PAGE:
of ways that we can arrange a sys
CH353 Physical Chemistry I, Spring 2016
Thermodynamics, Statistical Mechanics, & Chemical Equilibria
2/8/16 Lecture Summary
At the beginning of todays lecture, I continued our discussion of thermochemistry and showed
that if we know the change in the enth
Chemical equilibrium continued: the general approach
Extent of reaction
First of all, we will write any chemical reaction in the following general form:
A = 0
i i i
Here is are the stoichiometric coefficients, which are
Chemical equilibrium
A chemical reaction reactants = products can go from left to right or from right to left. Many reactions however have a preferred direction: It is easy, for example, to burn wood but hard to unb
Lecture 3.
Going from one state to another (thermodynamic transformations). In thermodynamics, we will be generally interested in how the system behaves when it goes from one state to another. This question can be answered if we specify the initial state
Work (path dependent quantities and functions of state) From physics you know that mechanical work = force displacement
Consider gas in equilibrium with the weight of the piston F. Now consider a process where the piston goes down by -dh. The work done by
The 1st Law of thermodynamics q + W = dU U is a function of state (while q or W are not). U is called energy (or internal energy) of the system. If q = 0 this is the standard energy conservation law from t
What conditions should a process satisfy to be reversible? Are there any reversible processes to begin with?
To find out, consider the following example: a vertical cylinder covered with a piston of mass m1 with one mole of gas ins
The 2nd Law For any equilibrium (= reversible) process the quantity dS = q/T is an exact differential (i.e. an increment of a function of state). In other words, = S(2) S(1)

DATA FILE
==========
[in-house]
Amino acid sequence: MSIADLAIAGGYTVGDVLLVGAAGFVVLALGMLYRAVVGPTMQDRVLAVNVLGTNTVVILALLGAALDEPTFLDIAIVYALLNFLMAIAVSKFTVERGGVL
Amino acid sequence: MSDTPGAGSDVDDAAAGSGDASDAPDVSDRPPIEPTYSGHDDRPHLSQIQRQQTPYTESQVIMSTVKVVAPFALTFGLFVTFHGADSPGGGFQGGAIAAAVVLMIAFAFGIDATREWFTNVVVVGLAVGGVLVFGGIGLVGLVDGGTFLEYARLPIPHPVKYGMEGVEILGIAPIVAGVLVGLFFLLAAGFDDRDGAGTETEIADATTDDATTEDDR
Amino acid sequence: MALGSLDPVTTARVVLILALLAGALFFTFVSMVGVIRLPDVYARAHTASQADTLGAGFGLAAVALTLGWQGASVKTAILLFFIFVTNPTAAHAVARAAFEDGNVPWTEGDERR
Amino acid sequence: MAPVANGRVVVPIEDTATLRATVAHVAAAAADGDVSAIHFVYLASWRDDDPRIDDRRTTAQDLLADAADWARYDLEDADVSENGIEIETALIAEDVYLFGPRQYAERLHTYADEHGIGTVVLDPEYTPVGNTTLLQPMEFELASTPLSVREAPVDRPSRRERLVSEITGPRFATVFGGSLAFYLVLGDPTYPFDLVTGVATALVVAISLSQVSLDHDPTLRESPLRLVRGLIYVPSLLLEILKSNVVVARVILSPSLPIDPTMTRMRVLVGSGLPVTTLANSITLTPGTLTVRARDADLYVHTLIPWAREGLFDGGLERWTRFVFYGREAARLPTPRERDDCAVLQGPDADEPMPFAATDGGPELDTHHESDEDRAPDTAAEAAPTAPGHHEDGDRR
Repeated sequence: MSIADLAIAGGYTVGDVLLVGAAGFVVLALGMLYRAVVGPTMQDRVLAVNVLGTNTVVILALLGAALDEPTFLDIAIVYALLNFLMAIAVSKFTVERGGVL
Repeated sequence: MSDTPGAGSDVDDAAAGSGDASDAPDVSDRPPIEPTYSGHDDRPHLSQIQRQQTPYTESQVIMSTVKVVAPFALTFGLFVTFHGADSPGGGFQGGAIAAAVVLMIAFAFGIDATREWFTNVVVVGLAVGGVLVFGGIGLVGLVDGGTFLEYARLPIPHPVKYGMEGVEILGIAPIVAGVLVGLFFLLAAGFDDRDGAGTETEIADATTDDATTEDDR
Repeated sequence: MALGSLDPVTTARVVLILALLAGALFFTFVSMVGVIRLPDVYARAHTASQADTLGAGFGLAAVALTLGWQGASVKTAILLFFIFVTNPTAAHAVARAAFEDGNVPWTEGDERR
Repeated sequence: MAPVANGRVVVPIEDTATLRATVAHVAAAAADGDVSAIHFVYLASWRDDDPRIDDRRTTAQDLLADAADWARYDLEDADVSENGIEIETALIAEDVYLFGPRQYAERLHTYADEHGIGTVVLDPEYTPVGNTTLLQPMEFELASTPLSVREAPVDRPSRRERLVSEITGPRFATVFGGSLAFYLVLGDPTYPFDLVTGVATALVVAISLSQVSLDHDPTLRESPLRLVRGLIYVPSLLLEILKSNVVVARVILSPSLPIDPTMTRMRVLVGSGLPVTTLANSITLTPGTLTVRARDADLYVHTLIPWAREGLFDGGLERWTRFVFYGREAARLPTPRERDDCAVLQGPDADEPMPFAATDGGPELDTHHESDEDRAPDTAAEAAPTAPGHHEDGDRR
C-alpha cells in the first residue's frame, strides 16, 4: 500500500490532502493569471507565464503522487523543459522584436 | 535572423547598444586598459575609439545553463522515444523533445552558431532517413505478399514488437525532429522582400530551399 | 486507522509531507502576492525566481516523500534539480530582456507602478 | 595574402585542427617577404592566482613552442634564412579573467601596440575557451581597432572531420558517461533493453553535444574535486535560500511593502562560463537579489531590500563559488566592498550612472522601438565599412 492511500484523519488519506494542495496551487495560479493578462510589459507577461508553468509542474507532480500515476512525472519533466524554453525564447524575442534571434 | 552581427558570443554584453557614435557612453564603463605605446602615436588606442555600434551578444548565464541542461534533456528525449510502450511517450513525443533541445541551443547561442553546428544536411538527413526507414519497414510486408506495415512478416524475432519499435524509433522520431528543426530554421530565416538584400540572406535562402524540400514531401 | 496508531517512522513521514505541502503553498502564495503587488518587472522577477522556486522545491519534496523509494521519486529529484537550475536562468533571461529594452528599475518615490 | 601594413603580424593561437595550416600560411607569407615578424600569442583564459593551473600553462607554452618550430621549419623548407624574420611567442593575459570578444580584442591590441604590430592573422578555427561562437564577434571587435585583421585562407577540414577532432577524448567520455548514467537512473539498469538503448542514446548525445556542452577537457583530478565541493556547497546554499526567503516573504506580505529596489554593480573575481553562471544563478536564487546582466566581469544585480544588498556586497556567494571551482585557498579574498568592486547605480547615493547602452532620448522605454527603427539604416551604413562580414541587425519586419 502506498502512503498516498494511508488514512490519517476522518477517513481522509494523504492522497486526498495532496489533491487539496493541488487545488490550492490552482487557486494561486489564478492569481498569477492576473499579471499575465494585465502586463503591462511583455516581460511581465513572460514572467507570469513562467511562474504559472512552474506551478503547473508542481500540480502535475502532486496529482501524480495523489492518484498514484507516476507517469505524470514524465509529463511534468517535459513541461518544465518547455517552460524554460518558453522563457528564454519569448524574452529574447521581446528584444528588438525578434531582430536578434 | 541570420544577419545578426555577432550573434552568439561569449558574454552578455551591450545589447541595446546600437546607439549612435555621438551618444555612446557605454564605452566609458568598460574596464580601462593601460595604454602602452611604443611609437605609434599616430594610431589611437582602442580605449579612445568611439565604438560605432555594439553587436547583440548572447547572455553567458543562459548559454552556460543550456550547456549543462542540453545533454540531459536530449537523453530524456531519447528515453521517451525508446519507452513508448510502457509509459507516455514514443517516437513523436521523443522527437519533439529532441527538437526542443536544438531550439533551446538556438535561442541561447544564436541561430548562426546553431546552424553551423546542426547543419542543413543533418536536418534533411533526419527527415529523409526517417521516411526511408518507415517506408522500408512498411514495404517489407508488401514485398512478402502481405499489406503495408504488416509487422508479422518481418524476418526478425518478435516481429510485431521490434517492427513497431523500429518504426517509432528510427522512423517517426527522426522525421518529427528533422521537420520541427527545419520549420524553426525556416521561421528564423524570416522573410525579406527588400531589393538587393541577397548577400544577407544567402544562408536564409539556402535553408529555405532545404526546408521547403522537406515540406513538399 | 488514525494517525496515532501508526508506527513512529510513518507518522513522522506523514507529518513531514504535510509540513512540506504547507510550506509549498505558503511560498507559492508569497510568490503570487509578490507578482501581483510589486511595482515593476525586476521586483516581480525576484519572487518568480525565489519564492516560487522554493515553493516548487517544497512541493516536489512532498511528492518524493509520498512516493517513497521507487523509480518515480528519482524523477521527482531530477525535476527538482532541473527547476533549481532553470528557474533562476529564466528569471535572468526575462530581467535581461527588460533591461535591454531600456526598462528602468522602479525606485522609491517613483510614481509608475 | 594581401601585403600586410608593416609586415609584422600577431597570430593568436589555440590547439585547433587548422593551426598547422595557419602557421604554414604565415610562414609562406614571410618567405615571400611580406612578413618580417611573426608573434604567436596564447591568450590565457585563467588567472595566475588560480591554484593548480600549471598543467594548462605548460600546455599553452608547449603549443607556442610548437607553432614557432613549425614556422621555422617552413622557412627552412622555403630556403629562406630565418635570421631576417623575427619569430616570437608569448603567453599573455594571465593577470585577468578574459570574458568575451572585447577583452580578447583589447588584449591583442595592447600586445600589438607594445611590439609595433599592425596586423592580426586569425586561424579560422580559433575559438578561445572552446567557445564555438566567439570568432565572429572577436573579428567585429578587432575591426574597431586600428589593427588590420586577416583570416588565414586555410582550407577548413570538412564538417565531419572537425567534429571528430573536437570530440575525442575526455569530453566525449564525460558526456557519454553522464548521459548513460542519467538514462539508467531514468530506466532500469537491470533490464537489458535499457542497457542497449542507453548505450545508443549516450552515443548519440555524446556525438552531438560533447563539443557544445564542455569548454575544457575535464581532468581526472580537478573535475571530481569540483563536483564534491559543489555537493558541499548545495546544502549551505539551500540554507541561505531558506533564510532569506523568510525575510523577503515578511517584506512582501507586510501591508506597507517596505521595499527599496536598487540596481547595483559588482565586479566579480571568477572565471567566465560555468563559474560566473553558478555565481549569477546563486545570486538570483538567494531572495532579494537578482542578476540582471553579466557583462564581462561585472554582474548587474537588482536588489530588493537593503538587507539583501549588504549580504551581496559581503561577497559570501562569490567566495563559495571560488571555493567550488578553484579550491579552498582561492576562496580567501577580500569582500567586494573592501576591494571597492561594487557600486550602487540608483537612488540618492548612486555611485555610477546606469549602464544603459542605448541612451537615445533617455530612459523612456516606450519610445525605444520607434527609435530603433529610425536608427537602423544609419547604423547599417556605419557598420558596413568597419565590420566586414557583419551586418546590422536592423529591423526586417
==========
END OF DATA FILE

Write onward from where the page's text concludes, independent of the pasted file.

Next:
where S is a function of
More examples of the 2nd law: 2nd law and heat engines: It is impossible to take heat q from a reservoir, convert it all into work, and return into the original state (no cyclically operating heat engine with an effi
The microscopic origins of irreversibility and entropy in statistical mechanics For more on this issue, see the video of Feynmans lecture The Distinction Between Past and Future from his Character of Physical Law series:
In the previous lecture we have introduced the Boltzmann formula for the entropy:
S = kB ln
Examples of using this: Example 1. (see previous lecture). Irreversible gas expansion Example 2. We have also seen that hot
The Gibbs free energy and nonPV work So far in our discussion of the work we have assumed it is associated with the expansion or compression of some material, in which case it is given by the formula W = PdV. We w
Relating thermodynamic quantities A,G,H,U,S to measurable quantities (equation of state and heat capacities) If A(V,T) or G(P,T) is known for some material , all of its other thermodynamic properties can be determined
An example of using our general relationships for U(V,T), S(V,T) etc. : Entropy of a nonideal gas. Consider irreversible expansion of one mole of a gas, in which it occupies the volume 2V where V is its initial volume
Thermochemistry Many chemical reactions are accompanied by heat release. In others, the chemicals tend to get colder so one has to provide heat to maintain the temperature. How can one predict these things? For example,